Relationships Keep You Going at the Speed of Business

By Jeff Beals
 
A construction executive was talking to me recently about how the job-bidding process has changed in his industry. It used to be that a company would announce plans to build a building before hiring a general contractor. The construction company would then make contact with the owner and try to win the business. That is no longer the case.
 
Nowadays, as soon we hear the first wisp of a rumor about a new building project, chances are the entire construction team is already in place. The successful construction company is the one that builds relationships and discusses ideas with real estate developers long before anyone puts pencil to paper. To win contracts, construction companies need to be marketing themselves and aggressively going after business before developers are even imagining their projects.
 
In business, relationships are more important today than ever. Successful professionals build relationships constantly, but you must be patient, because sometimes it takes a long time before a given relationship puts dollars in your pocket.
 
Long-standing relationships are particularly hard to break, which is why they are so valuable.
 
For seven years, I taught a real estate sales-and-leasing course at my local university.  I would tell the students to build new relationships deliberately and actively, but that they can’t expect every relationship to bear fruit immediately.
 
One of my former students, a very talented one, earned her real estate license and affiliated with a local brokerage company. She was from a prominent family, was active in the community and had a large network of friends. She was dismayed on two separate occasions when a relative and a friend chose NOT to use her as their real estate agent.
 
You see, these people had bought and sold houses before and chose to keep their former real estate agents. Why? Those agents had performed well and had built business relationships that were too strong for the unproven newbie to break.  My former student was persistent. She marketed herself to everyone she knew and to thousands of people she had never met. A year later, she had built plenty of relationships and was closing deals.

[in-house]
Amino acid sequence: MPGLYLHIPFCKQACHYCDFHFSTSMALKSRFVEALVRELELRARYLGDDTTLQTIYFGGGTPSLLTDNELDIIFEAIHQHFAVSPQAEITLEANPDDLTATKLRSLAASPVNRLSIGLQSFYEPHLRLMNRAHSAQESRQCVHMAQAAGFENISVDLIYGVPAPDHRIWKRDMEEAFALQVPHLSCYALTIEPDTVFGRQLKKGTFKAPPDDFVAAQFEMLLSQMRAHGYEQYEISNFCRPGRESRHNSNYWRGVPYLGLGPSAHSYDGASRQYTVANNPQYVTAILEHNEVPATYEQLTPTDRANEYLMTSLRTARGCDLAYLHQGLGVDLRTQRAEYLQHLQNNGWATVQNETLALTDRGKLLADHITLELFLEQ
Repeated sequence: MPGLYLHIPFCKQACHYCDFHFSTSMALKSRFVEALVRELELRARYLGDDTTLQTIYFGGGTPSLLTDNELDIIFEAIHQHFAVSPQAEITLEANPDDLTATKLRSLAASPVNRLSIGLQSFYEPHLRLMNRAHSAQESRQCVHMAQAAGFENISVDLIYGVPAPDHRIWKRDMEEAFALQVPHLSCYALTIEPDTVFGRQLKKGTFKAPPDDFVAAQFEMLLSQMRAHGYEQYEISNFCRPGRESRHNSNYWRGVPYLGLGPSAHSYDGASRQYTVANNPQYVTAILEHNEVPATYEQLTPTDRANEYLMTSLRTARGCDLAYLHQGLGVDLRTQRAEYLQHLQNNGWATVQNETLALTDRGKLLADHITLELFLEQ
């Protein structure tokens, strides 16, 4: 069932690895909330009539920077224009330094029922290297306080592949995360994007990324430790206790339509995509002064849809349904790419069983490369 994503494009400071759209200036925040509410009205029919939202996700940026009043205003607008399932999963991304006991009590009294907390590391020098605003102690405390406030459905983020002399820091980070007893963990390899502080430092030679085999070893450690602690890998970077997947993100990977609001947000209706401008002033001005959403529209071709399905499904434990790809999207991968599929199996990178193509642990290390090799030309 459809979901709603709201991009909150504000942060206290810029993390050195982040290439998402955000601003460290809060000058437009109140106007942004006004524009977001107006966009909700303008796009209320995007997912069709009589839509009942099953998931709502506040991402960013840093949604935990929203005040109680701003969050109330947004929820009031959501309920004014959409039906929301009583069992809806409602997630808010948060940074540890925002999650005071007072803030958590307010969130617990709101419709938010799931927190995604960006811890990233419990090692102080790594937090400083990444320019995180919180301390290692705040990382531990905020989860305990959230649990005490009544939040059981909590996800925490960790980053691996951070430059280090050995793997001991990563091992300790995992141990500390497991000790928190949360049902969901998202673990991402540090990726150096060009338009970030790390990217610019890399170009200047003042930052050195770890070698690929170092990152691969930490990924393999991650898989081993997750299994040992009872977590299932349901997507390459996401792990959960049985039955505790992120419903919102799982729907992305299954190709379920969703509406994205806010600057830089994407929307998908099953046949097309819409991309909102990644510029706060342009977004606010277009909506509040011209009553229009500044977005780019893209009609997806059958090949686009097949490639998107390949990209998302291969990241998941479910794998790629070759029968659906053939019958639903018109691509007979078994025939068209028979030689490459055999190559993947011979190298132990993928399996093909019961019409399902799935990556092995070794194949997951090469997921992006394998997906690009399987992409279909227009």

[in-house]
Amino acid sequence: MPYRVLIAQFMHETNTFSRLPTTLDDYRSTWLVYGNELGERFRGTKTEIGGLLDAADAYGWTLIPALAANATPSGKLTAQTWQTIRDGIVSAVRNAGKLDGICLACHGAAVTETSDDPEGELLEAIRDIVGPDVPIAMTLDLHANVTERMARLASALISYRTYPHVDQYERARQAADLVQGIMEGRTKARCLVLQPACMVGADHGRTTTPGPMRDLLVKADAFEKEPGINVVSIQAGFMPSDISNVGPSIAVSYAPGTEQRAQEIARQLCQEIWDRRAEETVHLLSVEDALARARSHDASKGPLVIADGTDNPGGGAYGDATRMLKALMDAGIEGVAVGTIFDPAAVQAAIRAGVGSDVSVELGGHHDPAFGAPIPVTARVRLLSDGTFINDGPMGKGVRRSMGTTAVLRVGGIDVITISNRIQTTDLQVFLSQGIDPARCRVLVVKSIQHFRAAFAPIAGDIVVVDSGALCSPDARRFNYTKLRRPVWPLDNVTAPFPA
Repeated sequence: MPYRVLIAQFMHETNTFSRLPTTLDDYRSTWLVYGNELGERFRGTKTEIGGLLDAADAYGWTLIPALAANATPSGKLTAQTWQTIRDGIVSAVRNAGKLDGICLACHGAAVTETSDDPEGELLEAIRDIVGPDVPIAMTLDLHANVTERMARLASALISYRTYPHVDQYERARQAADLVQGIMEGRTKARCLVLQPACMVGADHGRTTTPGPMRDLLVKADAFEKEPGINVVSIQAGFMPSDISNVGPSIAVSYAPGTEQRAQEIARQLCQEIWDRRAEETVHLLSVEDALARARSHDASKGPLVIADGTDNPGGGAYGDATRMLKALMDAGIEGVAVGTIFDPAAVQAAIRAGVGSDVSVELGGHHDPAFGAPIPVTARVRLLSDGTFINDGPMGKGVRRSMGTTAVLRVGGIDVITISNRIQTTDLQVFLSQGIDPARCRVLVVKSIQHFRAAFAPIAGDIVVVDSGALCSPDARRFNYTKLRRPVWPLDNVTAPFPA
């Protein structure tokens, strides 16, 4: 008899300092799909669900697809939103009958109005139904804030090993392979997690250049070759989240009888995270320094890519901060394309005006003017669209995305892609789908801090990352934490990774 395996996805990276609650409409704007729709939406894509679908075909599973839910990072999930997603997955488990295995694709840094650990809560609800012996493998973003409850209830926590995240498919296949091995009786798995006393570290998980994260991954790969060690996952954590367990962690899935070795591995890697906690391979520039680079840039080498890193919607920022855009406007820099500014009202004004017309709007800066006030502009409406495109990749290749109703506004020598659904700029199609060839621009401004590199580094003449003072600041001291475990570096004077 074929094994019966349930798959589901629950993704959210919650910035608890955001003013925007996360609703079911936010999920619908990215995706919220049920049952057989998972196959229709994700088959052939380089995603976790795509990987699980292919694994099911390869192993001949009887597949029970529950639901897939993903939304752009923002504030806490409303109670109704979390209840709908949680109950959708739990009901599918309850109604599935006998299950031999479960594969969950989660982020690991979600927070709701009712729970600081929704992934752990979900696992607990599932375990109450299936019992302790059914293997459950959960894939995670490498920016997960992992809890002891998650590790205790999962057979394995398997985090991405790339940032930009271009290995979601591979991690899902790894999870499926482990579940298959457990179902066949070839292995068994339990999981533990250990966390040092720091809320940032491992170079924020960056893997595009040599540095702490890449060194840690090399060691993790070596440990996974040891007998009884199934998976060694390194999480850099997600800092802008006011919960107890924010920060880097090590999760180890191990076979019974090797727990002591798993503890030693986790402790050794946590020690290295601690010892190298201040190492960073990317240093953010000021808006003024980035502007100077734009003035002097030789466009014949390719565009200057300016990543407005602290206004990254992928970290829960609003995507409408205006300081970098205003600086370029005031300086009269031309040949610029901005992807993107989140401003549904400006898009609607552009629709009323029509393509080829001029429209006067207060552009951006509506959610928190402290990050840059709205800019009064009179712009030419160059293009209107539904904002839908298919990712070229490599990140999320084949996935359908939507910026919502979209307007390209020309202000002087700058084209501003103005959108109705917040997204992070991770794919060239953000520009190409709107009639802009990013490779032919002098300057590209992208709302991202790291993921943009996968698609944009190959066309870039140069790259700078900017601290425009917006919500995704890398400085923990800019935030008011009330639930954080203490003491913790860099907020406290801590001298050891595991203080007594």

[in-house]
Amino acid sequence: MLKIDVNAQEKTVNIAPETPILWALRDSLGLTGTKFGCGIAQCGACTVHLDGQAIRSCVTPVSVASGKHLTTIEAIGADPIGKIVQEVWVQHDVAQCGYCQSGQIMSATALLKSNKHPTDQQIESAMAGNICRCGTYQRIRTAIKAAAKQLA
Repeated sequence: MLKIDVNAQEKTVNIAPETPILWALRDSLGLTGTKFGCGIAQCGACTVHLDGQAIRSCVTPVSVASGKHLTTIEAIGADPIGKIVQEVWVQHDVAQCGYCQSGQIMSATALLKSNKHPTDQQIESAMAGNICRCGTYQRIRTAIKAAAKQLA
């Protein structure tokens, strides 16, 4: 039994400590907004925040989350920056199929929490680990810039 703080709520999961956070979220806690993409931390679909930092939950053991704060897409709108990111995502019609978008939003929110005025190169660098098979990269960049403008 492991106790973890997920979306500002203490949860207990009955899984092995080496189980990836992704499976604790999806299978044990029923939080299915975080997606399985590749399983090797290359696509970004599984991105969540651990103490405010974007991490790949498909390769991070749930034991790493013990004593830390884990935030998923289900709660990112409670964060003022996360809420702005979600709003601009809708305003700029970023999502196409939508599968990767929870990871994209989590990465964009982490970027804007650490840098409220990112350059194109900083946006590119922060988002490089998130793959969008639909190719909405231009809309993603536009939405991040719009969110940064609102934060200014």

Sometimes you can become so busy working, pleasing the boss, satisfying your investors and taking care of existing clients, that you forget to build new relationships and foster underdeveloped relationships that could blossom with a little tender loving care. 
 
We are operating in a highly competitive, fast-paced, global economy that doesn’t take time to stop and smell the roses. In such an environment, we must foster relationships constantly in order to avoid being trampled underfoot.
 
You are welcome to forward this article (with author citation) to friends, colleagues, clients or anyone else who might benefit from it.
 
Jeff Beals delivers presentations to a wide variety of audiences nationwide. Presentations are adapted to fit your organization’s goals and can be keynote speeches (30 to 90 minutes) or workshops (two to four hours) covering the following topics: 
  1. “Self Marketing Power: Branding Yourself as a Business of One”
  2. “Tons of Room at the Top: the Attitude of Success”
  3. “National Signing Day: What All Professionals Can Learn from College Football”
These presentations are energetic, humorous and packed full of valuable information. To discuss booking a presentation, go to JeffBeals.com or call (402) 637-9300.